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San Jose
Thursday, June 1, 2023

Planners on Different Pages

San José can’t cry over a lack of attention.

The capital city is full of ideas, architects, urban planners, builders and engineers. In fact, city hall has a department for each.

Private architecture and design institutes, local initiatives, university experts, the myriad utility companies, and government housing and planning ministries all have schemes and visions to order, improve and beautify the Greater Metropolitan Area (GAM).

In 2007, the private initiative San José Possible helped transform San José’s Avenida 4, converting a dingy city street into a pleasant and popular pedestrian thoroughfare.

The Culture Ministry has allotted funds to refurbish historically significant buildings.

Meanwhile, the Costa Rican Railway Institute has revived two metropolitan trains and is planning to extend service to reach provinces and cities to the north and the east, at the same time that the Water and Sewer Institute is overhauling the city’s water treatment infrastructure.

And between 2004 and 2010, the Regional and Urban Plan for the Greater Metropolitan Area (PRUGAM) restored parks and boulevards, bus stops and train stations and, in one of San José’s more ambitious urban planning projects to date, mapped out regulatory plans for all of the GAM’s 33 municipalities. Most of the area has never had basic zoning plans to guide development.


A Plan in Limbo


The PRUGAM effort, partly funded by the European Union, cost ₡18.5 million (more than $24.2 million) and received support and pats on the back from former Costa Rican President Oscar Arias, as well as praise from experts. Jimena Ugarte, an architect for the Tropical Architecture Institute who directed San José Possible, called PRUGAM “super necessary” and said that “it took a necessary look at the micro and the macro.”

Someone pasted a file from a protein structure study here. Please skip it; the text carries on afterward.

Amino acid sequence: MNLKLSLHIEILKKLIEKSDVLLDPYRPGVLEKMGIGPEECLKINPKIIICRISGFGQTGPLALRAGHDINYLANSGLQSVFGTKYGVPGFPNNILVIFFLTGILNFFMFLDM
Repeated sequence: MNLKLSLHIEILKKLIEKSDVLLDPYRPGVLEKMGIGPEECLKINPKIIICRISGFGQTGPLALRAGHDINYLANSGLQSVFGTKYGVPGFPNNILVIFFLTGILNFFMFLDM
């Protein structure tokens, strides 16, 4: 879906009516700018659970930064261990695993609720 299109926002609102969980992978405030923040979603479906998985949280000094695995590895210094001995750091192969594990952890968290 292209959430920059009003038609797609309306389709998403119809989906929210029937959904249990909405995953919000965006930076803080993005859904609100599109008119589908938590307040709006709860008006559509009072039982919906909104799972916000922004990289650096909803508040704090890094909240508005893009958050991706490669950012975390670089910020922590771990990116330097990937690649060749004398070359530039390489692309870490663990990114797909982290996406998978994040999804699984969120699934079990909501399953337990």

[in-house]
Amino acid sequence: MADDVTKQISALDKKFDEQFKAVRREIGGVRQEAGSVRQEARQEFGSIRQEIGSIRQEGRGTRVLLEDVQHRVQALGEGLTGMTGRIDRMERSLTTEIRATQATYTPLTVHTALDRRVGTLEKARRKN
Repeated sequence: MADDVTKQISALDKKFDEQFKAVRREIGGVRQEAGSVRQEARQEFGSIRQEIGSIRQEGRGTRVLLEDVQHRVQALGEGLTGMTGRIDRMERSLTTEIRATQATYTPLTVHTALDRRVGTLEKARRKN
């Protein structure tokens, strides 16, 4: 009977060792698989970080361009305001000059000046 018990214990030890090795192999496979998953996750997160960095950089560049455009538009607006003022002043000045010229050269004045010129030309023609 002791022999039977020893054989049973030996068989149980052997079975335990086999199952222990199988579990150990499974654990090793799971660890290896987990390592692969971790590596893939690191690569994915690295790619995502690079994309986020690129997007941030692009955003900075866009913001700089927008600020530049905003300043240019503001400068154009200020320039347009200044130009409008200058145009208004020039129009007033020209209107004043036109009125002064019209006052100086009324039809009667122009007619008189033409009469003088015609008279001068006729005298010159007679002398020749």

But PRUGAM’s plans were never legally binding, and were always subject to the Housing Ministry’s approval. And, what’s more, the final blueprints don’t fit some municipalities’ visions for their cities.  

Now, almost 10 months after PRUGAM handed over its stamped and sealed plans to the Housing Ministry, they are still being reviewed.   

Eduardo Brenes, who directed PRUGAM, has returned to his post at the National Power and Light Company.  

Frustrated, he said he hasn’t received any word of PRUGAM’s progress through the Housing Ministry’s approval process.  

“They have taken us completely out of the picture,” he said. “The only thing we have seen was that several weeks ago, the plan was announced as one of [President] Laura Chinchilla’s top goals. Other than that, we haven’t heard anything that’s clear.”  

In hopes of modernizing the GAM’s most recent plan – an effort dating to 1982 – the Housing Ministry must review PRUGAM’s work and emit a set of guidelines for the Central Valley’s municipalities to create or update regulatory plans.  

The Housing Ministry told The Tico Times in an e-mailed statement that evaluating and approving the plans are “urgent,” but said it does not have a deadline for finalizing the framework.  

As far as resolving differences between PRUGAM’s vision for the region and their own, the government institute declared that “the Housing Ministry is the rector of the sector and proposes the final procedures on the topic.”    

PRUGAM’s Guidelines  

PRUGAM’s team of experts, which included urban planners from public institutions as well as specialists from the private sector, identified a series of environmental fragility zones that defined areas where municipalities could and could not develop.

To establish these zones, geologists and planners determined where aquifers and waterways needed to be protected, where landslides were likely to occur or where tectonic plates merged, among other factors.

For Allan Astorga, a geologist who helped create the zones, ignoring these guidelines could lead to “dangerous and disorderly development.”

While some municipalities look forward to receiving the final draft of PRUGAM’s six years of labor once they are reviewed and revised by the Housing Ministry, others, such as the planners at the San José Municipality, are heading in a different direction altogether.